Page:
Phillies brighten kids' day with party
Madson celebrates Halloween with young cancer patients
PHILADELPHIA -- Ryan Madson cavorted with dragons, super heroes, pirates and fairies on Sunday at the Embassy Suites Hotel.
The Phillies reliever, along with hitting coach Milt Thompson, spent the afternoon signing autographs and taking pictures at the Phillies' 15th annual Halloween party for the Children's Hospital of Philadelphia.
"This is fun," Madson said. "It's great to put a smile on these kids' faces. It's worth taking time out and doing it. It's cool to take their mind off things for a couple of minutes."
More than 200 children joined the Phillie Phanatic, Madson, Thompson, former Phillies infielder Kevin Jordan and broadcaster Scott Franzke at the event. The team provided gift bags with bobblehead dolls, Phanatic figurines and Junior Phillies backpacks for the children at the party. Also strolling the grounds were magicians, jugglers, clowns and a man on stilts who wasn't much taller than the lanky Madson.
"The stilt-walker had an airplane flying around him," Madson said. "That was pretty cool. I thought we were at the airport."
The Phillies have enjoyed a long-standing relationship with Children's Hospital. Since 1993, several players, including John Kruk, Mickey Morandini and Mike Lieberthal, have sponsored ticket programs for child cancer patients being treated at the hospital. This year, Chase Utley began his "Chase's Champs" program, in which he purchased more than $20,000 in tickets for CHOP and St. Christopher's Hospital.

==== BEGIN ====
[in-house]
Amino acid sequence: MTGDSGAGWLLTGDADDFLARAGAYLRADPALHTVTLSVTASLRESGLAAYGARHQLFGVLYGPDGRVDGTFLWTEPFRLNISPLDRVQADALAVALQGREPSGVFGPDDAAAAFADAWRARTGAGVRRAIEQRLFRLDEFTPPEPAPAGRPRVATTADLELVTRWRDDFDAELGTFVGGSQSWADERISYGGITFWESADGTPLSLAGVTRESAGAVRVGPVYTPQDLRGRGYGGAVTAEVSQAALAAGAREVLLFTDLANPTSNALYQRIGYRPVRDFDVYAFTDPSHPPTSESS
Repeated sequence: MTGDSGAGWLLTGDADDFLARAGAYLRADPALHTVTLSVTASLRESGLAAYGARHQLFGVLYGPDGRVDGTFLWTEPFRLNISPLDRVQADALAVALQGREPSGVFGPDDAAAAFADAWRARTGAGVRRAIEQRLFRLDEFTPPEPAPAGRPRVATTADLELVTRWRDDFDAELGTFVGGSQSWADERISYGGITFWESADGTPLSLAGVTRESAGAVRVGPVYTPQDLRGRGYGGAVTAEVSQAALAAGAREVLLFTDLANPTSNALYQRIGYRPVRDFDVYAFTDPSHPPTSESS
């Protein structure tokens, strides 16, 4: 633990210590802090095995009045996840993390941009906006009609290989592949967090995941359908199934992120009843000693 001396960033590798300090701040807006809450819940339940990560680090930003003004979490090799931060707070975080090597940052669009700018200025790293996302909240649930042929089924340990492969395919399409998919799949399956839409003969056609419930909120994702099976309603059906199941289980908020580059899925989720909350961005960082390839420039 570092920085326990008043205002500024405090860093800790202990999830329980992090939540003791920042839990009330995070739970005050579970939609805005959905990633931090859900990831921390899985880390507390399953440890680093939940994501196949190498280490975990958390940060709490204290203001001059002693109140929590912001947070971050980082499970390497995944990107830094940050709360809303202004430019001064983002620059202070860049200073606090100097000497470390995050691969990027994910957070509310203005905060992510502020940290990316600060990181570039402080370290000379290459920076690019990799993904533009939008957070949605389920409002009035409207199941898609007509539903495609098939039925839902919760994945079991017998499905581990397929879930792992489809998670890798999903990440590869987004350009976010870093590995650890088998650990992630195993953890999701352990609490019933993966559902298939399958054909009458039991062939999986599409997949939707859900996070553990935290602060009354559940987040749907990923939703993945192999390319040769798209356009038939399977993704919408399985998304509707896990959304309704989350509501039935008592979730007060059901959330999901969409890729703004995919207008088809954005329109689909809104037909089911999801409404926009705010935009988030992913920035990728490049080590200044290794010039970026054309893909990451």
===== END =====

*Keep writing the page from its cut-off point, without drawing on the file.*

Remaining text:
Madson won't be in the Delaware Valley area much longer, as he and his family are relocating to Southern California, near where he grew up. In late December, he said he will likely begin throwing to prepare for the 2008 season.
The right-hander suffered a season-ending shoulder injury in late August. He would have been able to pitch in the National League Championship Series, but the Phillies lost to the Rockies in the NL Division Series.
Madson hasn't watched much of the postseason, preferring to watch his three kids, including his 10-month-old twins.
"I've probably watched a total of an inning and a half, just random outs," Madson said.
Still, knowing the shoulder feels 100 percent gives him peace of mind.
"That's another reason why we stayed on [the throwing program]," Madson said. "I wasn't going to quit until I was 100 percent. I'm past the injury."